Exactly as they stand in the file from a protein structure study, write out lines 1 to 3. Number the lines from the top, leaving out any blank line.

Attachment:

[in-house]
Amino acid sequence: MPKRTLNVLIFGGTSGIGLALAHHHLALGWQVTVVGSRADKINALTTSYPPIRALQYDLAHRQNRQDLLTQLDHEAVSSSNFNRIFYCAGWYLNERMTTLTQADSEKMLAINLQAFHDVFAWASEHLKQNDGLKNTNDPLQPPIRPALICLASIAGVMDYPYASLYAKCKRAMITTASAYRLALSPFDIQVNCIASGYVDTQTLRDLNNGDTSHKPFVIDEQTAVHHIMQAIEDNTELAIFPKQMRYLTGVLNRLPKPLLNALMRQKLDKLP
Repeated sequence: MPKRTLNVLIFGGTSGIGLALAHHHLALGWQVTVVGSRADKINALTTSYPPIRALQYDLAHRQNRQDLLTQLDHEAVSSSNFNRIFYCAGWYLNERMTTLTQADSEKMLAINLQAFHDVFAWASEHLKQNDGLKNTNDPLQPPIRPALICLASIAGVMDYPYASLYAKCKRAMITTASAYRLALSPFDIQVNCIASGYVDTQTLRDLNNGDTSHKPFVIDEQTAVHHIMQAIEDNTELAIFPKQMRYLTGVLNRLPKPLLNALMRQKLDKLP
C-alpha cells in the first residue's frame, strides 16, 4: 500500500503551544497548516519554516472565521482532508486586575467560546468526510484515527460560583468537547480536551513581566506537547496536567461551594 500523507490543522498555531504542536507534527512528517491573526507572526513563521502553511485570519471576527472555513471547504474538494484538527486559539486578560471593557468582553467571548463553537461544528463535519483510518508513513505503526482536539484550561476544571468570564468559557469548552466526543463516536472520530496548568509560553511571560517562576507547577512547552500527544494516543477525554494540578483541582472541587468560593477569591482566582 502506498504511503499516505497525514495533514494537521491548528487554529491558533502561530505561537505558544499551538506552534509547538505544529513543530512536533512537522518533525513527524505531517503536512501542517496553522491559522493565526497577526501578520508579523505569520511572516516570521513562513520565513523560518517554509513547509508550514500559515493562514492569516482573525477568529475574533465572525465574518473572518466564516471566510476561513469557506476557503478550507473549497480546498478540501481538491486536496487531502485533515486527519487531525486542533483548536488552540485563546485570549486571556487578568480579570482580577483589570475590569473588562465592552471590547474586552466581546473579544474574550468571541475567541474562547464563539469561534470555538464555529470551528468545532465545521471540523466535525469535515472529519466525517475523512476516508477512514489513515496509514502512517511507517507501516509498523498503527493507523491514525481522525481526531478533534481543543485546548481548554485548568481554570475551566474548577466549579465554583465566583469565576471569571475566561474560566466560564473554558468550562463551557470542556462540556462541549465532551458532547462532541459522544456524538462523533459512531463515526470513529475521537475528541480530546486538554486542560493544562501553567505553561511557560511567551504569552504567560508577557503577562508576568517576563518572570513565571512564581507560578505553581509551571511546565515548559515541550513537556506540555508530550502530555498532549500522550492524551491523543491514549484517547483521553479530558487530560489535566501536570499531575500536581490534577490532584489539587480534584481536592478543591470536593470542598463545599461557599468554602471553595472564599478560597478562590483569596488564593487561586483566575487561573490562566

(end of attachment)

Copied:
[in-house]
Amino acid sequence: MPKRTLNVLIFGGTSGIGLALAHHHLALGWQVTVVGSRADKINALTTSYPPIRALQYDLAHRQNRQDLLTQLDHEAVSSSNFNRIFYCAGWYLNERMTTLTQADSEKMLAINLQAFHDVFAWASEHLKQNDGLKNTNDPLQPPIRPALICLASIAGVMDYPYASLYAKCKRAMITTASAYRLALSPFDIQVNCIASGYVDTQTLRDLNNGDTSHKPFVIDEQTAVHHIMQAIEDNTELAIFPKQMRYLTGVLNRLPKPLLNALMRQKLDKLP
Repeated sequence: MPKRTLNVLIFGGTSGIGLALAHHHLALGWQVTVVGSRADKINALTTSYPPIRALQYDLAHRQNRQDLLTQLDHEAVSSSNFNRIFYCAGWYLNERMTTLTQADSEKMLAINLQAFHDVFAWASEHLKQNDGLKNTNDPLQPPIRPALICLASIAGVMDYPYASLYAKCKRAMITTASAYRLALSPFDIQVNCIASGYVDTQTLRDLNNGDTSHKPFVIDEQTAVHHIMQAIEDNTELAIFPKQMRYLTGVLNRLPKPLLNALMRQKLDKLP